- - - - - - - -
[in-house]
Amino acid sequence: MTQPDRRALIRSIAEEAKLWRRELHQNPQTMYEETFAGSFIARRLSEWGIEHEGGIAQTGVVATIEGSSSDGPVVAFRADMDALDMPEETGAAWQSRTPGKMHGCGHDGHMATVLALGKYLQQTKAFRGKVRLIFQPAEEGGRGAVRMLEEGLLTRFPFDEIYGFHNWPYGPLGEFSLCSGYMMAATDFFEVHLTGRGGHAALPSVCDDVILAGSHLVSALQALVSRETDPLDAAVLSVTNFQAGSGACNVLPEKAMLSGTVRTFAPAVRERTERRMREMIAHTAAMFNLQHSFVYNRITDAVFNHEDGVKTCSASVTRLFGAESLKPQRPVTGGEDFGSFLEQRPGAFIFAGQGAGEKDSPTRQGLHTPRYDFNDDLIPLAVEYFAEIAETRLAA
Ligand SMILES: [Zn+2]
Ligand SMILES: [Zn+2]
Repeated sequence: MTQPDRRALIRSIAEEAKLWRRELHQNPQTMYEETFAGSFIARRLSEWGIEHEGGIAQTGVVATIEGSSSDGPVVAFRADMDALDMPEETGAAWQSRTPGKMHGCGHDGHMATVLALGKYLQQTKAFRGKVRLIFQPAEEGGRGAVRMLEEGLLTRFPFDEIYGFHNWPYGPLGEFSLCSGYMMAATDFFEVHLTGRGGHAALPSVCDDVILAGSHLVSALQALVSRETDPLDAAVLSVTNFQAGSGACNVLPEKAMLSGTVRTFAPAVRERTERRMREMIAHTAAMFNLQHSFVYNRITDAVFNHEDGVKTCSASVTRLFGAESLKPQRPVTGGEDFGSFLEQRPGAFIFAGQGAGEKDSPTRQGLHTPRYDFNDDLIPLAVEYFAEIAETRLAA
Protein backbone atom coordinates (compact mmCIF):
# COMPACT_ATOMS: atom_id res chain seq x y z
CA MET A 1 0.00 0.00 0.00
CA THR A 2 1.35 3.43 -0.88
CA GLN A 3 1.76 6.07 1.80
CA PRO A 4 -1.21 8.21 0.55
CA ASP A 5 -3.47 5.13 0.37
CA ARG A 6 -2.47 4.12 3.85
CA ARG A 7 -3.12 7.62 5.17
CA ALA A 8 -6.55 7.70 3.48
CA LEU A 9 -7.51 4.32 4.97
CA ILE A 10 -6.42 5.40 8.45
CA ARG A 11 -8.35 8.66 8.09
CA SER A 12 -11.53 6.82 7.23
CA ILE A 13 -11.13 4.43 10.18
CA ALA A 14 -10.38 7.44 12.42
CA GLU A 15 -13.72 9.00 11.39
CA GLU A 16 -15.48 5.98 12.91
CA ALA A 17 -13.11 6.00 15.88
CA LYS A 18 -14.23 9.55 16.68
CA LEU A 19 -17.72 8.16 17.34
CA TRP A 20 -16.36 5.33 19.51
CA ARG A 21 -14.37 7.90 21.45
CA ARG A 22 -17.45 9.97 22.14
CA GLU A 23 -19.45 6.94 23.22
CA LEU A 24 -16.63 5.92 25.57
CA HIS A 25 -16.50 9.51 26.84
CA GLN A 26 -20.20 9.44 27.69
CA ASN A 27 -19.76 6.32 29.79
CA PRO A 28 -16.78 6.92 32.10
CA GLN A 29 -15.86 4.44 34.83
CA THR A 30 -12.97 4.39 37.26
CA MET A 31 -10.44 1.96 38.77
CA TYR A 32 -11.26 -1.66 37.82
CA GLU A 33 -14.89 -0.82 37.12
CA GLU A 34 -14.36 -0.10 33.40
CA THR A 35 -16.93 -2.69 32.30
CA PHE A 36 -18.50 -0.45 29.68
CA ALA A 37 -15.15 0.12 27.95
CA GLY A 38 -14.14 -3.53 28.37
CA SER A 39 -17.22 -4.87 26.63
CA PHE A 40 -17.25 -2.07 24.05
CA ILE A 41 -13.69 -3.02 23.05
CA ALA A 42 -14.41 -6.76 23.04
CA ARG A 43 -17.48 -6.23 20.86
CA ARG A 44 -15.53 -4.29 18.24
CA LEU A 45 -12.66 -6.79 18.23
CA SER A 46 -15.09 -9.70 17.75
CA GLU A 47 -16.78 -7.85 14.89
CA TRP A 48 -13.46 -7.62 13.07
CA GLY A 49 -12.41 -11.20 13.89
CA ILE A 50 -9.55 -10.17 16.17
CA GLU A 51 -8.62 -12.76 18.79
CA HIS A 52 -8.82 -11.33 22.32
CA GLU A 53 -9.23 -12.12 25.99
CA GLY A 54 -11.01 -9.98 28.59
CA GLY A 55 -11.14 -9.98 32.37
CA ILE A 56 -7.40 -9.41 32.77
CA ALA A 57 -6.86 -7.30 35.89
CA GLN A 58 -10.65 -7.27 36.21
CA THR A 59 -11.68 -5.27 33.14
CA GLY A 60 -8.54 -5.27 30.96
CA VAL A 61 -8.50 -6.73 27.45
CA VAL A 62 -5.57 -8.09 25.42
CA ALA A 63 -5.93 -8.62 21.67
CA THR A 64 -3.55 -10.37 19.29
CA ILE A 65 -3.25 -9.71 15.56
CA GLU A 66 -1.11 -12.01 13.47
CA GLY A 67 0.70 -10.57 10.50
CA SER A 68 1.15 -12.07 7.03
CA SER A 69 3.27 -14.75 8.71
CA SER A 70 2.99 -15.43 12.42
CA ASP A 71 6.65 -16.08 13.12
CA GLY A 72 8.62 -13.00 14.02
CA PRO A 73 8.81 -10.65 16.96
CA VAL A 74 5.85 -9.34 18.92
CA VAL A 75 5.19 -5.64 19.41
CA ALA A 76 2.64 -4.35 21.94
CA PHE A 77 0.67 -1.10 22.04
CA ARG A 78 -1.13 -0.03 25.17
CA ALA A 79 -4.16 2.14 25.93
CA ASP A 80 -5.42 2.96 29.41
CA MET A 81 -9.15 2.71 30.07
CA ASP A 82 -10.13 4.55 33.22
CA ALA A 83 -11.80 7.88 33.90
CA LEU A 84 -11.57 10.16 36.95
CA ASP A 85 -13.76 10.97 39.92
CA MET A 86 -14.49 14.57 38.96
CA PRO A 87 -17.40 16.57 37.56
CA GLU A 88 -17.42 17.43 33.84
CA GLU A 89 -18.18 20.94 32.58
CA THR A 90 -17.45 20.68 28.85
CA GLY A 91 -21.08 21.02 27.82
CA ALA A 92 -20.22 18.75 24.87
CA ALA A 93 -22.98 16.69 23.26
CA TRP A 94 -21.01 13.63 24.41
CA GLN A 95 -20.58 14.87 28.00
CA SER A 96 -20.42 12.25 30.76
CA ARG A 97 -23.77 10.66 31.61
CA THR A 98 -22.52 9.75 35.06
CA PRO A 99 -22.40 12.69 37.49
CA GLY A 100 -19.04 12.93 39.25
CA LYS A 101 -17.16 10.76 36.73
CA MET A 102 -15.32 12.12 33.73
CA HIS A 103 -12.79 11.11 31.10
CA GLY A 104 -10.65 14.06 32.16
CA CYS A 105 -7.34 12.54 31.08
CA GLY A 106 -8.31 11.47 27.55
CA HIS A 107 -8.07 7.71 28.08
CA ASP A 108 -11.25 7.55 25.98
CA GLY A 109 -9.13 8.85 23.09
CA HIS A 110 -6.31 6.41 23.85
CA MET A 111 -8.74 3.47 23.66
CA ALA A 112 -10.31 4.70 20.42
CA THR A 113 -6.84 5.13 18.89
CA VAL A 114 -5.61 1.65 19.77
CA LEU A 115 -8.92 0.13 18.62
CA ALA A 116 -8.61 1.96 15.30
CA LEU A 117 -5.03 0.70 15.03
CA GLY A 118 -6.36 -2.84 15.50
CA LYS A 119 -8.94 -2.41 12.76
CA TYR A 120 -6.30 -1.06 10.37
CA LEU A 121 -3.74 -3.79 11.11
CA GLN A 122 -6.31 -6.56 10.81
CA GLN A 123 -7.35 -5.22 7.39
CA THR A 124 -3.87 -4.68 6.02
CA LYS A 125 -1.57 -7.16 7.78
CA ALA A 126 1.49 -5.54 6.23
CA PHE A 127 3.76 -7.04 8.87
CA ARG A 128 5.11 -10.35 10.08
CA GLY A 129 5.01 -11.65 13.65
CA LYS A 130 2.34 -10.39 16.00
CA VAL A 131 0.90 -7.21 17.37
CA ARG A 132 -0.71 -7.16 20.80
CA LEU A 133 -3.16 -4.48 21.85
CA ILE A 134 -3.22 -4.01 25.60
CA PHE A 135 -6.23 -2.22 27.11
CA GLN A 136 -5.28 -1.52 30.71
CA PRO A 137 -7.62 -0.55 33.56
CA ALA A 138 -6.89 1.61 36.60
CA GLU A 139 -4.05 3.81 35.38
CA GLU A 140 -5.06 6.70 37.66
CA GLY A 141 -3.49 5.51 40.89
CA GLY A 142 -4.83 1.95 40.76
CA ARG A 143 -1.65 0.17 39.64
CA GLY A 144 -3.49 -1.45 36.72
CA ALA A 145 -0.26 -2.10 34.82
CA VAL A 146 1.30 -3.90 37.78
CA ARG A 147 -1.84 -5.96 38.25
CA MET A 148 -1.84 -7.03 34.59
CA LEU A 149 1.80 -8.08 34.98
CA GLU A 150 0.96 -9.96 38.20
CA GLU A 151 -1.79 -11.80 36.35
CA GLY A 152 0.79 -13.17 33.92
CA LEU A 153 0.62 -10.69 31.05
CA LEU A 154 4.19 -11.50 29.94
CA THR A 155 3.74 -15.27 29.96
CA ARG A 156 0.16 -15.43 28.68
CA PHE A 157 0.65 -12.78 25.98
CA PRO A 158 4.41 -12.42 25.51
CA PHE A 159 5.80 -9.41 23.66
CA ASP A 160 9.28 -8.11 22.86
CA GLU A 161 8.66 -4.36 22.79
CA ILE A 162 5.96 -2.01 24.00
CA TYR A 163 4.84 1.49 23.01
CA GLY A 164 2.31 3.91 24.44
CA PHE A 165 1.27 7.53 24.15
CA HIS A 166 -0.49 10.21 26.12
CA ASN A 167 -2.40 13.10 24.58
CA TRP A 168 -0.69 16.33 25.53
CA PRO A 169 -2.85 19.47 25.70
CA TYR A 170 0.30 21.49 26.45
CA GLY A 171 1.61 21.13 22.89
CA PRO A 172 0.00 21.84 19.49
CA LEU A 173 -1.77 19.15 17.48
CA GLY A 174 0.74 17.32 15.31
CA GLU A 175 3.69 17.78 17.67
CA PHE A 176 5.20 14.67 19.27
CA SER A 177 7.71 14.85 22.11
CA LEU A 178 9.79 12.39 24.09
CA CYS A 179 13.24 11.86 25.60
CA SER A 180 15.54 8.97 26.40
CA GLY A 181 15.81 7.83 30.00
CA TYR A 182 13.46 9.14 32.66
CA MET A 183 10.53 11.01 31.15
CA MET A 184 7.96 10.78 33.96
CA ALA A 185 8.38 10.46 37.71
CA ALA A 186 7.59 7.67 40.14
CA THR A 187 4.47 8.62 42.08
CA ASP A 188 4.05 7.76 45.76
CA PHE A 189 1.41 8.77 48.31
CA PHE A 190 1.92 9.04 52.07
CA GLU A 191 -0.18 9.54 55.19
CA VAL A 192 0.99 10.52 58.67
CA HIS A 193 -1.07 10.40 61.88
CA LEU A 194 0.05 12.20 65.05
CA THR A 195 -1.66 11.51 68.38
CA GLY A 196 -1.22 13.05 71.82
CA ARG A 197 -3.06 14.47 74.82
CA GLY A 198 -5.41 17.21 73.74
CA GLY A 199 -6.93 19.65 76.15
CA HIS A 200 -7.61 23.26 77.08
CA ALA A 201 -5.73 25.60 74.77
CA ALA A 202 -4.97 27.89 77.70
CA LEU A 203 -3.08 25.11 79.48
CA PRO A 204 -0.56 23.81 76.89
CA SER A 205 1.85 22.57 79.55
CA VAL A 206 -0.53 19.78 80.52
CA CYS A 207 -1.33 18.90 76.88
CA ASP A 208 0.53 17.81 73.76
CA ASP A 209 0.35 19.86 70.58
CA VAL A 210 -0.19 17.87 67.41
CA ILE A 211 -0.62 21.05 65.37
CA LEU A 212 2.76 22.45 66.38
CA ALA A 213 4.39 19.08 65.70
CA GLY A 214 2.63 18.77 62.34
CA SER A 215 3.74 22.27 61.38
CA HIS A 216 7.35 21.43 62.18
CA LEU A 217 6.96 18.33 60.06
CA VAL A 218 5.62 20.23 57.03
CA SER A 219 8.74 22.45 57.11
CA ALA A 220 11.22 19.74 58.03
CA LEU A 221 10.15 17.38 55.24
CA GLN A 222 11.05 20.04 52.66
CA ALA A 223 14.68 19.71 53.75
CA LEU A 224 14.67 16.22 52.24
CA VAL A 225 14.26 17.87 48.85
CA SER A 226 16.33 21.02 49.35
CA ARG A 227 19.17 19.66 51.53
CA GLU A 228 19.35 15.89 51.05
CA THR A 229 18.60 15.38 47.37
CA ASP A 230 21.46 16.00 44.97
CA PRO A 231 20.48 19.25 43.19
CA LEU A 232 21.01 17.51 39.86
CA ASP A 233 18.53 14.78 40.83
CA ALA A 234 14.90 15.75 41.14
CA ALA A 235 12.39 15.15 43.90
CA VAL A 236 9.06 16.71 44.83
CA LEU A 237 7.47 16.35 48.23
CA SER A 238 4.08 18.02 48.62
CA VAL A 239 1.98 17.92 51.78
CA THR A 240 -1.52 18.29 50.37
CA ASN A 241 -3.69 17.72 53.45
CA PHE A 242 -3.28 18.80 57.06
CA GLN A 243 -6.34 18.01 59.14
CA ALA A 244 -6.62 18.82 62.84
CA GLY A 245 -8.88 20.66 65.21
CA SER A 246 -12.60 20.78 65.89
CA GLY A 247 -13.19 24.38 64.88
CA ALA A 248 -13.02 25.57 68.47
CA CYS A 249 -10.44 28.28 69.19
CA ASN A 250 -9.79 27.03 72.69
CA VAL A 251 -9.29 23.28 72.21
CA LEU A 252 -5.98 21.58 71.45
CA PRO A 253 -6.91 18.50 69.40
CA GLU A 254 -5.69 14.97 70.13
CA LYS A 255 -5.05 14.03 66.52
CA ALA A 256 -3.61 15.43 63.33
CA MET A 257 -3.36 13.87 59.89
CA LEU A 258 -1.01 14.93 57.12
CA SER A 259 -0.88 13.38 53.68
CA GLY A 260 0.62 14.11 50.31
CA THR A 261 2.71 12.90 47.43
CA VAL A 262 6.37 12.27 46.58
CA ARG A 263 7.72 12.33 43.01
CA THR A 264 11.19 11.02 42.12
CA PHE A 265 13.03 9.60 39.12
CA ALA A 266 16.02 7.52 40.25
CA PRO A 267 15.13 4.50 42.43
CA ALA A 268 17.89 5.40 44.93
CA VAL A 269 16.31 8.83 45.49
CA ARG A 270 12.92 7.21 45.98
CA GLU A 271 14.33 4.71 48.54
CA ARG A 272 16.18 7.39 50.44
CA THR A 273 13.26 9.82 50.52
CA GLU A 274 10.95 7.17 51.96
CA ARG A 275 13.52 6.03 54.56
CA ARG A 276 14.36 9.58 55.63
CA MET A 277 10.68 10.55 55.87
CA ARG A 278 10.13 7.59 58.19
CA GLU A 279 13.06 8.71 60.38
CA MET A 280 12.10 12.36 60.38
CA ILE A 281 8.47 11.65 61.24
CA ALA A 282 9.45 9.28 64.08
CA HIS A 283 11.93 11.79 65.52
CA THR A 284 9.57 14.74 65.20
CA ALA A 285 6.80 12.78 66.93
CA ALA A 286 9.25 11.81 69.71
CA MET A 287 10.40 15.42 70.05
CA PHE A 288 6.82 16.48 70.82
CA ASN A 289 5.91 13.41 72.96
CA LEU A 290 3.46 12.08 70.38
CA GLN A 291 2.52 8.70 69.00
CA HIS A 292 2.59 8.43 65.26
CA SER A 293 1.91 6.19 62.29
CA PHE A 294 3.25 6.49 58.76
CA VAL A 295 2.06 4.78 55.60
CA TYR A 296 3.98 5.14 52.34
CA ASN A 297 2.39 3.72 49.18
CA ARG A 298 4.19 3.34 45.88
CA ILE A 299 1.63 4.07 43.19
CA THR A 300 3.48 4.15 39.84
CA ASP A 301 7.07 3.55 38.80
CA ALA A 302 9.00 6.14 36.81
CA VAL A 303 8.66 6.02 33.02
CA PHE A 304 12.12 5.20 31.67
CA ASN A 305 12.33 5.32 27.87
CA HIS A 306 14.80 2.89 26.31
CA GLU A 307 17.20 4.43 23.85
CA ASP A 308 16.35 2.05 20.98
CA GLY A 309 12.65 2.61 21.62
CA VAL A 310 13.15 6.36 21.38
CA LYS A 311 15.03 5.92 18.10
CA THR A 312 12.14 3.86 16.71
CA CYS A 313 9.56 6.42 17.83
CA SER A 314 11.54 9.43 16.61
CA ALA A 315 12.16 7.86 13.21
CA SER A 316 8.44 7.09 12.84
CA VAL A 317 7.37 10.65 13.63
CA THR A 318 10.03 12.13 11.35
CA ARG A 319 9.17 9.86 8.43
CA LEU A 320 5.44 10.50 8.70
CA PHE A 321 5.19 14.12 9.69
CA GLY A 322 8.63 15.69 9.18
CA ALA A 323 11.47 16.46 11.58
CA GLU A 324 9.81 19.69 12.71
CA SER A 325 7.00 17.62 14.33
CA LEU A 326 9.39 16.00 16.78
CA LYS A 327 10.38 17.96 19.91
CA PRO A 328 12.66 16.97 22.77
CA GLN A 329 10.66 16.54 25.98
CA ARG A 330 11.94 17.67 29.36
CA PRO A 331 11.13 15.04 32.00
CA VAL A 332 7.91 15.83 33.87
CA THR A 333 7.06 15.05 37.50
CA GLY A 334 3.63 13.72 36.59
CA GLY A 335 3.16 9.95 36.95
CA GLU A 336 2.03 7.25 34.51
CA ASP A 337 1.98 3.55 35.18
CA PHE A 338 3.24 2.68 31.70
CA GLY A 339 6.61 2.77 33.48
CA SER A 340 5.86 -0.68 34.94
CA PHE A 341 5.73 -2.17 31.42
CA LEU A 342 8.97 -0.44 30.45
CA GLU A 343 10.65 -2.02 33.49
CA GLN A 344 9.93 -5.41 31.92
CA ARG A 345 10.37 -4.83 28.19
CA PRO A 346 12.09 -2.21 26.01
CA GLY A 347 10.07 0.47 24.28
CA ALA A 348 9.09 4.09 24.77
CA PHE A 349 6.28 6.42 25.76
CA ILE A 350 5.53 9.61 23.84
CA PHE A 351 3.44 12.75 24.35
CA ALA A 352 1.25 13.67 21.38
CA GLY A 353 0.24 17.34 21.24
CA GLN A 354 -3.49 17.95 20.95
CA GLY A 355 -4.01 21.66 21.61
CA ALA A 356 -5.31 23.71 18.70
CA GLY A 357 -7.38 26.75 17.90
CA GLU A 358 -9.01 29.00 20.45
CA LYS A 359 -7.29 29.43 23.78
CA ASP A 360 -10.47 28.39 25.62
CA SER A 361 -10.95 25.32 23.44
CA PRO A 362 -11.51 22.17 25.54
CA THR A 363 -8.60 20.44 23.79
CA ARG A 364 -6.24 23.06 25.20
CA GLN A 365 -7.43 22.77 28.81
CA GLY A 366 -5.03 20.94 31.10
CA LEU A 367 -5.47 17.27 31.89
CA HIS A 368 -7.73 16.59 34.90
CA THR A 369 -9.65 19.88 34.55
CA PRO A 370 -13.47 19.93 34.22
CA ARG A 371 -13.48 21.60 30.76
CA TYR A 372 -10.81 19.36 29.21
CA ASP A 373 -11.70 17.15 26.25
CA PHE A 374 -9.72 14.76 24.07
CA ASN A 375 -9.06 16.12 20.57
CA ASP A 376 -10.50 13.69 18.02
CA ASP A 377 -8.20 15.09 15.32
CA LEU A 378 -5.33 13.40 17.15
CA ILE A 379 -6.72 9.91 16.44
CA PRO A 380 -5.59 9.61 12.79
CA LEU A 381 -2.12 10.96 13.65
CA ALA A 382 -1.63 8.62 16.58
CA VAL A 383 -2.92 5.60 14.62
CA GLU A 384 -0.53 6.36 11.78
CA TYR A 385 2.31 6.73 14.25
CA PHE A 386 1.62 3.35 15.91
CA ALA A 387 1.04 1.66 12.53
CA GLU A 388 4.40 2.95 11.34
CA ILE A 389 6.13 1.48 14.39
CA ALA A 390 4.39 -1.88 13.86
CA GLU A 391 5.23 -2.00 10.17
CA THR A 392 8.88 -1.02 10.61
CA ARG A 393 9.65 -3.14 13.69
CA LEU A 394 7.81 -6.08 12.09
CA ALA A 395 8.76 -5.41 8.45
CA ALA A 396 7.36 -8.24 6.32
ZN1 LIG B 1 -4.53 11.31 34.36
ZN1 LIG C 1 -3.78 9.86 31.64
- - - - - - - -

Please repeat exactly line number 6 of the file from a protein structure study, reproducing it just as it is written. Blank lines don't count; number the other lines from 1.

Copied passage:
Protein backbone atom coordinates (compact mmCIF):